For the holidays, two reality competitions have new special holiday versions, one of which is a must-watch, and one of which is much more skippable, even though it features a posthumous appearance by the amazing Leslie Jordan.
Both The Great American Baking Show: Celebrity Holiday and Lego Masters: Celebrity Holiday Bricktacular have celebrities with effectively no experience competing in highly technical skill-based challenges.
Both shows stay close to the original, which is why one is so much better than the other, but in the interest of holiday generosity, they’re both worth watching. But let’s start with the best first!
The Great American Baking Show: Celebrity Holiday
The Roku Channel’s The Great American Baking Show: Celebrity Holiday, which is streaming now, is an outstanding 75 minutes television.
(Regular reminder: The Roku Channel is a free streaming service; you do not need a Roku device to watch or access it, either on a TV or on the web. It’s also the home of this wonderful Leslie Jordan-hosted competition.)
It’s obviously following in the footsteps of The Great British Bake-Off’s annual celebrity holiday special—those are on Netflix—but is also reintroducing the American edition, which Roku Channel is resurrecting.
This new American edition has Paul Hollywood and Prue Leith as its judges; the ABC version never had both British judges. But like the ABC version, there are two new American hosts: Ellie Kemper and Zach Cherry.
Ellie and Zach are terrific, both together and with the celebrities. Even better, the celebrities are extremely well-cast.
Five of six are comedians—D’Arcy Carden, Liza Koshy, Nat Faxon, Chloe Fineman, and Joel Kim Booster—who are individually and professionally perfectly suited for this kind of show. The sixth contestant, NFL star Marshawn Lynch does just fine, too, both in delivering entertainment and baking.
They compete in the usual three challenges: signature, technical, and showstopper, and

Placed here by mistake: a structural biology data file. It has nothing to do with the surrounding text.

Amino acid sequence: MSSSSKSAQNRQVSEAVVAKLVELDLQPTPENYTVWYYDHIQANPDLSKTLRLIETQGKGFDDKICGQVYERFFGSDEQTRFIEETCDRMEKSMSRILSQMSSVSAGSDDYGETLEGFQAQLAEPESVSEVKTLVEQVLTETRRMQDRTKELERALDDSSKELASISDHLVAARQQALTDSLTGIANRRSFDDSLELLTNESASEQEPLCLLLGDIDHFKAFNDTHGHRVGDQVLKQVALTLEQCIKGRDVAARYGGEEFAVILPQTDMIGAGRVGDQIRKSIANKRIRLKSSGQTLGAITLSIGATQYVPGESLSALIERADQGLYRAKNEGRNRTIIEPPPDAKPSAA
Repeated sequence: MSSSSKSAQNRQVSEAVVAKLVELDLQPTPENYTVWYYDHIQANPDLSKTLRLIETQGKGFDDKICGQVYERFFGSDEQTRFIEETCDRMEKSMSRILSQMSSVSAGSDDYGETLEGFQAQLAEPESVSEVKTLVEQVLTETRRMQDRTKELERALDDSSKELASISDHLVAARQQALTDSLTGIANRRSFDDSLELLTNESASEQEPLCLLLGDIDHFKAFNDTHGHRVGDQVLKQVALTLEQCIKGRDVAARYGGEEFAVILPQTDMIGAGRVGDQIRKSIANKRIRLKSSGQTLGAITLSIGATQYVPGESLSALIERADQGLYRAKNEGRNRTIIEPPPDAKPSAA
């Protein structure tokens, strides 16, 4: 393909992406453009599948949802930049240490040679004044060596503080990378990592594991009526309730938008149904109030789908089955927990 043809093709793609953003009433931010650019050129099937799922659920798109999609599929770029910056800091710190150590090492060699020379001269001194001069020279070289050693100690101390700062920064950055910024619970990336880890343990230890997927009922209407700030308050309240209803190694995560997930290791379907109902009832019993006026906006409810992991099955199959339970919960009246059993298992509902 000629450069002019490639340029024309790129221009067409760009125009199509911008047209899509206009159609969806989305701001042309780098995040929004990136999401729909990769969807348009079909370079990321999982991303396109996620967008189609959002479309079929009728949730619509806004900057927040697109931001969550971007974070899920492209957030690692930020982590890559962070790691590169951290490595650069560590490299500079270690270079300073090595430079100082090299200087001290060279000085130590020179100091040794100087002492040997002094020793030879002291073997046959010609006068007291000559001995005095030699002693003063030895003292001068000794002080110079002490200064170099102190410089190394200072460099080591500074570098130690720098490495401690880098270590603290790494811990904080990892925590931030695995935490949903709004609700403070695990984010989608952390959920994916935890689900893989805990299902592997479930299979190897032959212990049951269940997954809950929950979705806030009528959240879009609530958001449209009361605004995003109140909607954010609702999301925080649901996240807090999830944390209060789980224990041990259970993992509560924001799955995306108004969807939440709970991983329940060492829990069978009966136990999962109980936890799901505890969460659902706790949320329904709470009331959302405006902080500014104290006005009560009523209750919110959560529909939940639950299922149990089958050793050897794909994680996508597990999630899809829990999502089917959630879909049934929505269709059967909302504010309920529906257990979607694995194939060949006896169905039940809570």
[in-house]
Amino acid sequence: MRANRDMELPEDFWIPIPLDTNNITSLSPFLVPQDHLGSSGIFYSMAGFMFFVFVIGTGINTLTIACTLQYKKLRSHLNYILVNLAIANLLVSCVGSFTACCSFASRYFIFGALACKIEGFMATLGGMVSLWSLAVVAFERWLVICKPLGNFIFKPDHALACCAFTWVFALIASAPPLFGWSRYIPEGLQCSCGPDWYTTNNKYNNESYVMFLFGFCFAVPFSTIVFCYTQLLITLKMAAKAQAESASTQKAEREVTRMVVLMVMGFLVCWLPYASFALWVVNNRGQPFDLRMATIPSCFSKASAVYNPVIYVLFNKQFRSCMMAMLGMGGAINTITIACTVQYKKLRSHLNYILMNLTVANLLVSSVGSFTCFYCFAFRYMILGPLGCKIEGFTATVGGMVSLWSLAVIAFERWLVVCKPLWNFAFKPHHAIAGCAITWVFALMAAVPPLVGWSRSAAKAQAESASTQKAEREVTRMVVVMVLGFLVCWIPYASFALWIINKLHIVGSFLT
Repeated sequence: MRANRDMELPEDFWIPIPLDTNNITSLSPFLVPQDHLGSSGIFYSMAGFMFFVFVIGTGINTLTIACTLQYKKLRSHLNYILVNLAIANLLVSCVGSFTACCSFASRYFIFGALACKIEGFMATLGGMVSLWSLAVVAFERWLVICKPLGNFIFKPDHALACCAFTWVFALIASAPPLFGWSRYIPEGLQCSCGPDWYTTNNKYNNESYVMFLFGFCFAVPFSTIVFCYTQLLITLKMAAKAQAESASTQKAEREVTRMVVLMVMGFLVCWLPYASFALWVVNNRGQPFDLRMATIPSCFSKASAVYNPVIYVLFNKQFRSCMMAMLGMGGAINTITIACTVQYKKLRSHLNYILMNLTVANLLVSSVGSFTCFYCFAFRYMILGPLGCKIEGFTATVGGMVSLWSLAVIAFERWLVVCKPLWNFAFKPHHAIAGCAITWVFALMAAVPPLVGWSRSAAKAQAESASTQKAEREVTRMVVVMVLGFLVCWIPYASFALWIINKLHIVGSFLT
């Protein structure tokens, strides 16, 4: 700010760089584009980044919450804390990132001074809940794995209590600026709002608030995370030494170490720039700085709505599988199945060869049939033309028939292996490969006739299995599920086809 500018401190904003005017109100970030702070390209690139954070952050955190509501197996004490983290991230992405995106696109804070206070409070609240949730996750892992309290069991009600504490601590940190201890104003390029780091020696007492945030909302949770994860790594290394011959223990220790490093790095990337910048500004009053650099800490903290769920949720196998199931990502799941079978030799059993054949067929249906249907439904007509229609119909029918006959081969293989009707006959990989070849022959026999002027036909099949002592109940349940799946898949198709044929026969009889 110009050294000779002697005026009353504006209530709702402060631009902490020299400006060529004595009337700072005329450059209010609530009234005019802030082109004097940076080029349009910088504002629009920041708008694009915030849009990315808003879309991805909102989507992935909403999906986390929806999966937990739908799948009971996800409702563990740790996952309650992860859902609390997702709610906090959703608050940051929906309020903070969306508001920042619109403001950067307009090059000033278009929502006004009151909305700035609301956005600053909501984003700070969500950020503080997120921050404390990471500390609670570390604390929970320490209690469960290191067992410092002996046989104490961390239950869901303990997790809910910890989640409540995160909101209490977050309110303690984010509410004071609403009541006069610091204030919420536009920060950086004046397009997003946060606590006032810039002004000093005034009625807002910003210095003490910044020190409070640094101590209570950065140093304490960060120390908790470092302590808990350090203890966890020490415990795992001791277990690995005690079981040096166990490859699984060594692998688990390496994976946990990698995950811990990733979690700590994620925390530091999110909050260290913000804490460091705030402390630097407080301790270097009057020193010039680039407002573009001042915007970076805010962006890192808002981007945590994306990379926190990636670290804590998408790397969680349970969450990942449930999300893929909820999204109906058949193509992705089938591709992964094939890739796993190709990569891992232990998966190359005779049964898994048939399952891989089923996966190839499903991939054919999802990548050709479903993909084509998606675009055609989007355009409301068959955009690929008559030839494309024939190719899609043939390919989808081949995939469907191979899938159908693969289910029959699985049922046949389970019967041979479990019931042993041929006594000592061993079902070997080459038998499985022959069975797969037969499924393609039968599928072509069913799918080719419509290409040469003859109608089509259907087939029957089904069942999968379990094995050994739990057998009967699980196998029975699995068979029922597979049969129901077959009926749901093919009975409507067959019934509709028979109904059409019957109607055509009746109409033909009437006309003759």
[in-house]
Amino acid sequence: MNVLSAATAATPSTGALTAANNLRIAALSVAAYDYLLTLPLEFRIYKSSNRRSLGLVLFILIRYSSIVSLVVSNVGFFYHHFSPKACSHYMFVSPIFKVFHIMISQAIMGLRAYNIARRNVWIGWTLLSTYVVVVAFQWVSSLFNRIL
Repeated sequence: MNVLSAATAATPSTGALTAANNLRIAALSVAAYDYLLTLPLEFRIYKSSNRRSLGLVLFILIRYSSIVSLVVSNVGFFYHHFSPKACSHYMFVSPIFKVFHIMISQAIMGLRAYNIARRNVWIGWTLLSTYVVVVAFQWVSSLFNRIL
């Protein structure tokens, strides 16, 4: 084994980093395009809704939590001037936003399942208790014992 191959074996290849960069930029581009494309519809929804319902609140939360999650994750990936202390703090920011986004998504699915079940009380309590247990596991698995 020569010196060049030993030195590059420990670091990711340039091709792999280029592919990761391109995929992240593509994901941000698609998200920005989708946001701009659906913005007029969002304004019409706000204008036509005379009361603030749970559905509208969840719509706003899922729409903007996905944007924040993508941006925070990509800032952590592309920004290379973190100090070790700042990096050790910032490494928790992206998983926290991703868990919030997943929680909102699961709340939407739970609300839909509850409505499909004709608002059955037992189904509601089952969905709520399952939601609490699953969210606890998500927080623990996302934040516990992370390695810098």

While Paul is generous with the handshakes, these contestants manage some truly impressive bakes, especially considering many openly admit to having never baked before, and some didn’t even practice!
They also have a lot of fun, with each other and the judges; Liza Koshy and D’Arcy Carden’s fourth-wall-breaking commentary on Paul’s wandering around and staring is perfect, and so is one of Nat Faxon’s confessionals.
But I could cite most of the episode, because it really is a delight from start to finish. Highly recommended.
This bodes very well for Roku’s upcoming Great American Baking Show season 6, which will not have celebrity contestants, but will have Prue, Paul, Ellie, and Zach, and I’m excited to see their regular version.
Lego Masters: Celebrity Holiday Bricktacular
Lego Masters: Celebrity Holiday Bricktacular (Fox, Monday, Tuesday, and Wednesday at 8) is, alas, less successful, because it mirrors its parent while also being quite watered-down.
For me, in just three short seasons, Lego Masters has become virtually unwatchable: so little focus on building, such terrible judging (don’t drink every time they say the word “story”), and nonsense twists like season three bringing in a team several episodes late.
The three-episode, four-hour holiday version pairs four celebrities—Leslie Jordan, Cheryl Hines, Finesse Mitchell, and Robin Thicke—with four Lego Masters alum for four challenges.
They’re versions of challenges we’ve seen before, like the bridge challenge, now revised to be a sleigh, though no one is eliminated across three episodes.
There is a little more focus on building than usual, and even some conversations about how Lego work, owing in part to the celebrities’ ignorance and lack of experience building with Lego.
But it also ends up kind of dumbed-down. Jamie literally tells Dom and Cheryl: “when you’re doing plate-locking … make sure those plates have an interlocking system.” Amy calls those “great tips” and Dom says that feedback was “very insightful and very helpful,” and my brain dripped out of my ears.
The celebrities get a lot of attention (of course!), but are at best acting like Lego sous chefs, with the planning and expertise coming from their teammates Mel Brown, Natalie Cleveland, Dom Forte, and Boone Langston.
So much of the final product still appears out of nowhere, and some challenges focus more on destroying Lego builds than building. The first challenge is building a snowmobile that’ll be flung up a ramp and then smash on the ground.
Each episode gives $10,000 to the celebrity challenge winner’s charity, so there’s a nice outcome, but despite holiday music, set decorations, and winter themes, the episodes don’t quite capture holiday cheer or warmth, because Lego Masters is more interested in jokes and explosions that creating connection to its characters and their craft.
To not be a total Scrooge/Grinch/whatever: the Lego Masters: Celebrity Holiday Bricktacular is perfectly fine background TV, and some fun designs. The infomercial toy challenge is inspired, and a great way to use the celebrity talent.
The four hours also have a lovely, emotional moment of redemption. And, of course, it’s absolutely lovely to have Leslie Jordan on TV for three hours. That’s a nice holiday gift by itself.